How to negotiate a contract with your vendor

Contracts define the success of any business relationship. A good contract takes care of all contingencies and makes sure that both parties are appropriately compensated when something goes wrong. But as it is with any business transaction, one party always holds the upper hand during negotiations. If you are a startup business, you may need the vendor more than they need you. Negotiating a contract that sufficiently addresses your concerns is paramount to the success of your business.

Identify your value to the vendor

Vendors have a business to run too and are keen on expanding them. One of the best ways to ensure you have an equal say during contract negotiations is by putting forward the value you bring to the table. You could perhaps help the vendor reach out to a newer industry or market. If you are a well-funded startup, you may perhaps have connections with the investor community that the vendor may benefit from. Underlining the value you bring makes the relationship lucrative for your vendor and they are more likely to heed to your demands during the contract drafting process.

Volume based pricing model

If you are an early-stage business, chances are that your demand could dramatically grow over time. It may not make sense to draft a year-long contract taking your prevailing order volumes into account. You should instead insist on drafting a pricing clause that accounts for possible price changes when volume increases. This way, your business can ensure better margins when you grow your business. Also, it avoids any need for renegotiation at a later stage of the contract period.

Watch out for waivers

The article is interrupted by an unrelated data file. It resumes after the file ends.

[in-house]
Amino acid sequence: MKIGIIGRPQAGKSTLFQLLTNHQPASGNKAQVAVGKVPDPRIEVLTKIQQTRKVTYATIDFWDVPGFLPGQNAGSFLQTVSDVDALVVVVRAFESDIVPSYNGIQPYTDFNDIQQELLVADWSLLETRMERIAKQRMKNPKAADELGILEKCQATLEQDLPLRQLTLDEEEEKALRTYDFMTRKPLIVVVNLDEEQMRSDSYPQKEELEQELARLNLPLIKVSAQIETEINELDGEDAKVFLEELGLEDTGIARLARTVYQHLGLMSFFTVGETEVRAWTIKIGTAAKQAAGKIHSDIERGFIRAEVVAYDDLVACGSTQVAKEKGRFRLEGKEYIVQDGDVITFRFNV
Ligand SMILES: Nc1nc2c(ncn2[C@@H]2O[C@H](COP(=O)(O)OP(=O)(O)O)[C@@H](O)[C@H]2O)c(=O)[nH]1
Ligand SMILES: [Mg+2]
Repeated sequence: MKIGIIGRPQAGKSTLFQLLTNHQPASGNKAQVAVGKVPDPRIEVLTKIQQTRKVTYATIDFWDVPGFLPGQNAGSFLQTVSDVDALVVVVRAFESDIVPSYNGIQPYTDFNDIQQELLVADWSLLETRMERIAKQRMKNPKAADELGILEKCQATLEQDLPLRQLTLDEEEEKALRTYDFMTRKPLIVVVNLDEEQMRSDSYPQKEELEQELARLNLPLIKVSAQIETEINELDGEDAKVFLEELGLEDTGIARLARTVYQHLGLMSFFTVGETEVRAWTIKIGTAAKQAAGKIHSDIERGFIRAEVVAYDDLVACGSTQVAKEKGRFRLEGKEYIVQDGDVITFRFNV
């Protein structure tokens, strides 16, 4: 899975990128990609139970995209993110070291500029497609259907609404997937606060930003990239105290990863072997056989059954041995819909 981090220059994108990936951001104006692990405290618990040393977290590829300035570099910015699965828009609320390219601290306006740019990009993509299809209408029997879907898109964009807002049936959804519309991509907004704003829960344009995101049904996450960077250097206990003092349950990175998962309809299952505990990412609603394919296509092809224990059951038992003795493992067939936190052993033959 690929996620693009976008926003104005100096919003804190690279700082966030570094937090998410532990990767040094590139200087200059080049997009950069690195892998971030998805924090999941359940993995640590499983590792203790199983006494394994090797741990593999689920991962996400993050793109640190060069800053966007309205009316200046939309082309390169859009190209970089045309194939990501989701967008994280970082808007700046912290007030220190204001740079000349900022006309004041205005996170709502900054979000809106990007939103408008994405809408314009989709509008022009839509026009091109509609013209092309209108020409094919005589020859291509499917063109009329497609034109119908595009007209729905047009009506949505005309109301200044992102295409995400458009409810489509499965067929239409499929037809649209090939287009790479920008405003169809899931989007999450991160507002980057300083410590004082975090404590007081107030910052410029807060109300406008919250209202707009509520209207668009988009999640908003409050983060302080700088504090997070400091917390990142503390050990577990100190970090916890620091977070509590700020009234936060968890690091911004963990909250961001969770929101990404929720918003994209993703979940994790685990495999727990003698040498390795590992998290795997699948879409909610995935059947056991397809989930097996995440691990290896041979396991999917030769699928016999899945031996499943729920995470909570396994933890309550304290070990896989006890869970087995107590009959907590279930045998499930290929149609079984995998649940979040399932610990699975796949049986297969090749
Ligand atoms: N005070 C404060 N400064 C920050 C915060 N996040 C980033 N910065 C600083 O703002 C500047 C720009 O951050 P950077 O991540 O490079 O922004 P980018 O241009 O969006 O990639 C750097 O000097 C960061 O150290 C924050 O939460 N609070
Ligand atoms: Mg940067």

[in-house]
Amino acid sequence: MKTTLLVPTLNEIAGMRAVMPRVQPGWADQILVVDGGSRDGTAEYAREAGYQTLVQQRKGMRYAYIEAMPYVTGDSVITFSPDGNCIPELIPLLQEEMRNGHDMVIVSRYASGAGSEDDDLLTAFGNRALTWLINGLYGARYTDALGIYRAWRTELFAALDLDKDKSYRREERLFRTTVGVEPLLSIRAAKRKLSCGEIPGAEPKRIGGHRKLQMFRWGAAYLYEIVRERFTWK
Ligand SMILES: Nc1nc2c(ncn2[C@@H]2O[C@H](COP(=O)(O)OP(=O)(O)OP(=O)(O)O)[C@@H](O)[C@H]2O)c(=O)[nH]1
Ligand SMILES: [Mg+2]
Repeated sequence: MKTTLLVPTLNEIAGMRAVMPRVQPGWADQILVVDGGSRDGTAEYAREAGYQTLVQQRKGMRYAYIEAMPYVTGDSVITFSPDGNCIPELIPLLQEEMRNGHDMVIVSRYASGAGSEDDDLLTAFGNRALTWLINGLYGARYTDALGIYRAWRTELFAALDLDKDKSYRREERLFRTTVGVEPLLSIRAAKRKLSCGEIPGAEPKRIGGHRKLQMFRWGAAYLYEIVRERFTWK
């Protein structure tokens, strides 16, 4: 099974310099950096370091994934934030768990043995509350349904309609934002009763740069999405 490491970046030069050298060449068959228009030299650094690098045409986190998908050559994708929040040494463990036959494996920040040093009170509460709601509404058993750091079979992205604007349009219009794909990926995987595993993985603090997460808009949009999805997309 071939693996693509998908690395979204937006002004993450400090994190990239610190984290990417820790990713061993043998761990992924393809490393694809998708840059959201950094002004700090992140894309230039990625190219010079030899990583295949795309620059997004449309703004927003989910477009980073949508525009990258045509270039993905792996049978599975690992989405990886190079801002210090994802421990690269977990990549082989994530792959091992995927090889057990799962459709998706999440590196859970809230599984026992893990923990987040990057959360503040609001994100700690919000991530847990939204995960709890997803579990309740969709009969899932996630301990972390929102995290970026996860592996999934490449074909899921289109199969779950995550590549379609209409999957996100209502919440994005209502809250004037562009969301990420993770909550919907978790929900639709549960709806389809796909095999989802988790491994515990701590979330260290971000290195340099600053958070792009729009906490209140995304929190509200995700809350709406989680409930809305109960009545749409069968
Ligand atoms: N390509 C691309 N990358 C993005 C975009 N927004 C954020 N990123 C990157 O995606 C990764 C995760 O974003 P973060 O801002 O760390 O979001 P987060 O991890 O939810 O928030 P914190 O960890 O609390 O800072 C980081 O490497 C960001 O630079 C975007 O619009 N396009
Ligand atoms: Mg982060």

One very common trick used by vendors is to use price negotiation as a tool to get around various contract obligations. For instance, your vendor could agree to the price requested by you on the condition that you also waive the right to file a lawsuit against them and instead take the arbitration route. Depending on the clauses in your contract, this can debilitate your business since your customers might still get to sue you for inefficiencies in your vendors’ offering.

Contract renewal clause

It is standard practice to include a clause in your contract that allows for automatic renewal of the agreement upon the expiry of the current contract. Depending on your industry, your vendor may request a unilateral percentage increase in pricing upon the end of the current contract period. In some cases, this may be standard practice too. However, as the buyer, negotiate for either the removal of this contract or request for an edit that provides you with an option to renegotiate prices at the end of the contractual period. Market conditions, as well as your business prospects, evolve constantly and agreeing to a price increase at a later time may come back to haunt your business.

Termination clause

Ending a relationship in the middle of a contractual period can be devastating to both you and your vendor. It is natural for a vendor to request a lengthy notice period that will provide them with the resources to steady the ship in case you end the relationship. As a buyer however, you should not be forced to continue a relationship in case your vendor does not fulfill any particular obligation. One way to do this would be to separate your termination clause into two parts. You may have a lengthier notice for mutually agreed suspension of service while keeping this notice very short for when the vendor fails to meet certain obligations.